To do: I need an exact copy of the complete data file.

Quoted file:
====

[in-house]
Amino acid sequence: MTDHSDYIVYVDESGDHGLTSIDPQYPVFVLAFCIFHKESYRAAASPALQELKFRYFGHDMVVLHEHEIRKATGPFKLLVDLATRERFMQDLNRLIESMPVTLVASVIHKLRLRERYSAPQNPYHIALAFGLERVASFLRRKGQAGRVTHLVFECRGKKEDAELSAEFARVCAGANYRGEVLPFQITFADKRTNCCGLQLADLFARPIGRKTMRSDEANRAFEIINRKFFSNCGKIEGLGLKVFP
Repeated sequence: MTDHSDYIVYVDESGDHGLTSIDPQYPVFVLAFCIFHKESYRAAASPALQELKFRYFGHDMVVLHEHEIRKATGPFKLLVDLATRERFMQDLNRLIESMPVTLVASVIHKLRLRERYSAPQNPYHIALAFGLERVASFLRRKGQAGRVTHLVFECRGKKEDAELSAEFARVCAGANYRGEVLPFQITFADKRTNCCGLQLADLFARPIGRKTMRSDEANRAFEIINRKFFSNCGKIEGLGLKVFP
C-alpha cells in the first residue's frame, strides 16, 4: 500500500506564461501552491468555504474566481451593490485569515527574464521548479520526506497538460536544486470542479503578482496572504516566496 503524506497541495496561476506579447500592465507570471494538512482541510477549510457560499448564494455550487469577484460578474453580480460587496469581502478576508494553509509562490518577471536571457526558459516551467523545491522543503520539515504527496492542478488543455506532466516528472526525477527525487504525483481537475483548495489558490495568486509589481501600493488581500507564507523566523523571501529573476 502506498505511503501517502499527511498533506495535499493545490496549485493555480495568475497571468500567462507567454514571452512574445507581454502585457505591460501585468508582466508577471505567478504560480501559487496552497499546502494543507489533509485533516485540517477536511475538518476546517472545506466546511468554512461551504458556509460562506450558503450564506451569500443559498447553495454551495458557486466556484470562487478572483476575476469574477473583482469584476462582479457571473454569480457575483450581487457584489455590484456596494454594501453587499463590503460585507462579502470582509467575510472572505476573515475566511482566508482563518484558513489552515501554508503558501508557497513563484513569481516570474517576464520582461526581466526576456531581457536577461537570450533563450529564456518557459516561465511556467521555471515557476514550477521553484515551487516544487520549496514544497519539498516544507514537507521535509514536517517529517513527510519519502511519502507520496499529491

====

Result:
[in-house]
Amino acid sequence: MTDHSDYIVYVDESGDHGLTSIDPQYPVFVLAFCIFHKESYRAAASPALQELKFRYFGHDMVVLHEHEIRKATGPFKLLVDLATRERFMQDLNRLIESMPVTLVASVIHKLRLRERYSAPQNPYHIALAFGLERVASFLRRKGQAGRVTHLVFECRGKKEDAELSAEFARVCAGANYRGEVLPFQITFADKRTNCCGLQLADLFARPIGRKTMRSDEANRAFEIINRKFFSNCGKIEGLGLKVFP
Repeated sequence: MTDHSDYIVYVDESGDHGLTSIDPQYPVFVLAFCIFHKESYRAAASPALQELKFRYFGHDMVVLHEHEIRKATGPFKLLVDLATRERFMQDLNRLIESMPVTLVASVIHKLRLRERYSAPQNPYHIALAFGLERVASFLRRKGQAGRVTHLVFECRGKKEDAELSAEFARVCAGANYRGEVLPFQITFADKRTNCCGLQLADLFARPIGRKTMRSDEANRAFEIINRKFFSNCGKIEGLGLKVFP
C-alpha cells in the first residue's frame, strides 16, 4: 500500500506564461501552491468555504474566481451593490485569515527574464521548479520526506497538460536544486470542479503578482496572504516566496 503524506497541495496561476506579447500592465507570471494538512482541510477549510457560499448564494455550487469577484460578474453580480460587496469581502478576508494553509509562490518577471536571457526558459516551467523545491522543503520539515504527496492542478488543455506532466516528472526525477527525487504525483481537475483548495489558490495568486509589481501600493488581500507564507523566523523571501529573476 502506498505511503501517502499527511498533506495535499493545490496549485493555480495568475497571468500567462507567454514571452512574445507581454502585457505591460501585468508582466508577471505567478504560480501559487496552497499546502494543507489533509485533516485540517477536511475538518476546517472545506466546511468554512461551504458556509460562506450558503450564506451569500443559498447553495454551495458557486466556484470562487478572483476575476469574477473583482469584476462582479457571473454569480457575483450581487457584489455590484456596494454594501453587499463590503460585507462579502470582509467575510472572505476573515475566511482566508482563518484558513489552515501554508503558501508557497513563484513569481516570474517576464520582461526581466526576456531581457536577461537570450533563450529564456518557459516561465511556467521555471515557476514550477521553484515551487516544487520549496514544497519539498516544507514537507521535509514536517517529517513527510519519502511519502507520496499529491